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nations still represent the gravest threats to our nation's cyber security but we continue to watch closely for signs of non-state actors making significant improvements in their cyber capabilities. malicious actors use cyberspace to steal intellectual property and criminals increasing use of ransomware to extort companies are worrisome trends. malicious activists from the joint staffs unclassified network to networks controlling our nation's critical infracture. the threat actors are using cyberspace i believe to shake future operations with limiting our options in the event of a crisis. the u.s. makes progress as it emphasizes its ships to proigsalizing the xhantd and sustaining its capabilities. over the past year we've continued building the capability and capacity of cyber command while operating in an increased tempo. we continue to make progress in building the cyber mission force of 133 teams that will be built
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and fully operational by 30 september 2018. today we have 27 teams fully operational and 60 attained initial operational capability and it's important to note that even teams that are not fully operational are contributing to our cyberspace efforts with nearly 100 teams conducting cyberspace operations today. last year we noted we had just established the joint force headquarters dod information networks. today i can proudly report the jfaq as we call it made great strides toward its goal of leading the day-to-day security and defense of the department's data and network. also as the dod expands the joint information environment, we will have significantly more confidence in the overall security and resilience of our systems. our operations to defend dod networks and the nation's critical infrastructure proceed in conjunction with a host of
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federal industry and international partners. recognizing that dod is just one component of the whole of nation's cyber team, u.s. cyber commands annual exercises, cyber flag and cyber guard offer unmatched realism as we train with federal, state, industry and international partners. additionally, cyber mission teams and joint cyber headquarters are regular participants in the annual exercises of all the combatant commands. while our training is improving, we need a persistent training department which the department is continuing to develop to gain necessary operational skills and sustain readiness across our force. i'm excited about i the inno he vasion, cultural shift and focus on long-term strategy emerging in the command and dod and last year we established a point of partnership program in silicon valley to link command personnel to some of the most innovative minds working in cyberspace. they are collocated in the diux and we are building on the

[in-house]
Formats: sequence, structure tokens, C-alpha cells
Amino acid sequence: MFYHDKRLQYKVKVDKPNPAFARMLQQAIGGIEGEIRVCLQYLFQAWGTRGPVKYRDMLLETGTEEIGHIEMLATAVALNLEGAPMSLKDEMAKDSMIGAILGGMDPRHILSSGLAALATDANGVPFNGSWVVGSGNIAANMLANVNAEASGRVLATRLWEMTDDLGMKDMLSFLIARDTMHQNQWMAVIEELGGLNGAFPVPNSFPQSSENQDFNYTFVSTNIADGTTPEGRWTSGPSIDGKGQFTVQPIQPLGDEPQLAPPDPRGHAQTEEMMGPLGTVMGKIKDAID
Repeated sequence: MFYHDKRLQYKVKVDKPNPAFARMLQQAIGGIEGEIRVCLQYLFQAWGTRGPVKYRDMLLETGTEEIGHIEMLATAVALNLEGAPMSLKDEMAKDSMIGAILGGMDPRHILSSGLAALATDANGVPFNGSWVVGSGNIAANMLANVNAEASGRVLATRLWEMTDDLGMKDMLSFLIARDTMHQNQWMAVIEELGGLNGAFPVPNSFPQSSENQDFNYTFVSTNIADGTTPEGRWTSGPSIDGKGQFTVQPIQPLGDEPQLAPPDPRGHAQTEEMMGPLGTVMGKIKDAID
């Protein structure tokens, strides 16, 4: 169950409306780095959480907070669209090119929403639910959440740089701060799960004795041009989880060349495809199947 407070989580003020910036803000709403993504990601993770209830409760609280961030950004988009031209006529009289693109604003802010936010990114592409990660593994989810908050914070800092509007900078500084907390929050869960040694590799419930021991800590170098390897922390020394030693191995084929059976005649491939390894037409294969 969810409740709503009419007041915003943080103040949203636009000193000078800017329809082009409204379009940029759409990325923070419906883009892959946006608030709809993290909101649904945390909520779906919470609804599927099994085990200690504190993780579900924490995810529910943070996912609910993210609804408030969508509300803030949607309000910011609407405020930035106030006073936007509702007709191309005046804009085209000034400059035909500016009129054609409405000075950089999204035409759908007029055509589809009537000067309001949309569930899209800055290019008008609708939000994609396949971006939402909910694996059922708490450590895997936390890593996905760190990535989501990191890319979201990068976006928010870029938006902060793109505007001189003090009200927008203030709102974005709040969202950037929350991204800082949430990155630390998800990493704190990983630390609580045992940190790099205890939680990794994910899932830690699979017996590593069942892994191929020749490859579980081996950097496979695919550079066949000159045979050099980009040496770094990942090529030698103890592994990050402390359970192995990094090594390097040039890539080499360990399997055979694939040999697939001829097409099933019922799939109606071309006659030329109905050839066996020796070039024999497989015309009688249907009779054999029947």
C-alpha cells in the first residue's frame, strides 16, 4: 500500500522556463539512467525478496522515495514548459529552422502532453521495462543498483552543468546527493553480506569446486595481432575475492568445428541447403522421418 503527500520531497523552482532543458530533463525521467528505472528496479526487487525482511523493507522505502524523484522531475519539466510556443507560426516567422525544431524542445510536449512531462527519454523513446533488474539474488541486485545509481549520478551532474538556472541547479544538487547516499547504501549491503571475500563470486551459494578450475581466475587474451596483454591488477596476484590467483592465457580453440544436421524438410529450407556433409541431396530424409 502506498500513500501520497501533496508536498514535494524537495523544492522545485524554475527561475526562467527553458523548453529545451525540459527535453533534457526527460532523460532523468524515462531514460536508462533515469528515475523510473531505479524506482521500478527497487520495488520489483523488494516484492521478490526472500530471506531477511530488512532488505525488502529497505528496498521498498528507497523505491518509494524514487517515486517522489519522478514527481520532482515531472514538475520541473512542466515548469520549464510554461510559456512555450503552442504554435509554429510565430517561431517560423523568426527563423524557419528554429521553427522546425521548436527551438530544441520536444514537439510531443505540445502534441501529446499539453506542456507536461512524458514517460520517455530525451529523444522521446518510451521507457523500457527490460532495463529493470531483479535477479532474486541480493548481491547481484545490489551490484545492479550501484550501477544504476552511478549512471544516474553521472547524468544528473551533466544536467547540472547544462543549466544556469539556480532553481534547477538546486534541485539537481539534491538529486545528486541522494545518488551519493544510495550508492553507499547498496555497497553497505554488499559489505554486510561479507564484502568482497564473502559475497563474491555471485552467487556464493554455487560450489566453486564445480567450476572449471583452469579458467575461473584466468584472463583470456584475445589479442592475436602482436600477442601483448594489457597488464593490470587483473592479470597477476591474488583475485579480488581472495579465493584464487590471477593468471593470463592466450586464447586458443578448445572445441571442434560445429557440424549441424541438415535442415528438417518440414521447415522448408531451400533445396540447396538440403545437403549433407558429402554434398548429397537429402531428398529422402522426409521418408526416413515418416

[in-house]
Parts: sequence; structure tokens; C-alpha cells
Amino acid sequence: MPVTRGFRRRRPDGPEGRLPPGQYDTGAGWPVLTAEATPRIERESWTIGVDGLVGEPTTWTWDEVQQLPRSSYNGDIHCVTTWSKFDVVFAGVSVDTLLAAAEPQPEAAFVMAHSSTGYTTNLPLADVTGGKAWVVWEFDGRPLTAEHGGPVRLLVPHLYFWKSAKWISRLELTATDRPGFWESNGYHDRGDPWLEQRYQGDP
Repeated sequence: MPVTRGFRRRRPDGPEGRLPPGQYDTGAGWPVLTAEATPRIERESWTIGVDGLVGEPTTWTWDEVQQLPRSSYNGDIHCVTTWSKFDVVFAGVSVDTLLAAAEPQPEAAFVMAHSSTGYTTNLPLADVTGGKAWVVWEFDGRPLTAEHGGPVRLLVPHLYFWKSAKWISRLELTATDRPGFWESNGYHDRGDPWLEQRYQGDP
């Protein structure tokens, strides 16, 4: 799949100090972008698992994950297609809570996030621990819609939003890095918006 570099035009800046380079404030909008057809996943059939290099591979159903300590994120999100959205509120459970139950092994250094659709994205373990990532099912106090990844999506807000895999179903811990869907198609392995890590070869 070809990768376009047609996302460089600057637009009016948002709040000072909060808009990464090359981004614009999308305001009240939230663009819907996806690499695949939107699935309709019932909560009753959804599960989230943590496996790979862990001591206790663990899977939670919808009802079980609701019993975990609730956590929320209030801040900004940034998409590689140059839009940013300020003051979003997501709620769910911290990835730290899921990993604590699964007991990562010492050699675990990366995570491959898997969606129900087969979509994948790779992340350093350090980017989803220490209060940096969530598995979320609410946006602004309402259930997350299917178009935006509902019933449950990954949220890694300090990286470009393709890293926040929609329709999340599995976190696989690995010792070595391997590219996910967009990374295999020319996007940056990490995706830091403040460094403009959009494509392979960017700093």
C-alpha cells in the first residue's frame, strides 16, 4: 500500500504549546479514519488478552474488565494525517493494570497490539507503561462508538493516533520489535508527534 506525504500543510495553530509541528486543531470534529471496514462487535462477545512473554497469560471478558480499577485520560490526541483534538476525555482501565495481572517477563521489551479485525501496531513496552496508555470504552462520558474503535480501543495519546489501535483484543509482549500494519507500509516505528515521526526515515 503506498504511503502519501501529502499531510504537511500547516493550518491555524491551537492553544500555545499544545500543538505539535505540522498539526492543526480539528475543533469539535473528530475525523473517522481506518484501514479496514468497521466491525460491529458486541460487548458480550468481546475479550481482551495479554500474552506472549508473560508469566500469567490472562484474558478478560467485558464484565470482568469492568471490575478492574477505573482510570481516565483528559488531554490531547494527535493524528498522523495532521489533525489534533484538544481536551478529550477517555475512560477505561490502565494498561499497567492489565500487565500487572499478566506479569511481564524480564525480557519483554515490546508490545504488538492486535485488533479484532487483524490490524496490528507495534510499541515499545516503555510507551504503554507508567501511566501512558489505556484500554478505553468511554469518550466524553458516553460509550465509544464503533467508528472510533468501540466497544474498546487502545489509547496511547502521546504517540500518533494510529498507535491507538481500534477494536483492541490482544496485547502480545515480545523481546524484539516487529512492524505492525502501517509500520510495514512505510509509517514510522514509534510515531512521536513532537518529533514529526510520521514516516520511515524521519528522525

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synergy among all dod elements under the umbrella. last september the department identified the need to transform culture by improving individual performance and accountability. the secretary and chairman approved the dod cyber security culture and compliance initiative to address those concerns. cyber command was identified as the mission lead for this initiative and is working closely with the joint staff and osd to build the requisite capacity and structure. cyber command is also actively contributing to the implementation of the new dod cyber strategy, a strategy released in april of 2015 provides a detailed plan to guide the development of dod cyber forces and strengthen dod cyber defense and signer deterrence posture. the pervasive nature of cyberspace throughout all facets of life and across geographic boundaries coupled with a froeg cyber threat makes, excuse me, deterrence and cyberspace a challenge but ever more important. proactive vat gee returns options to the president and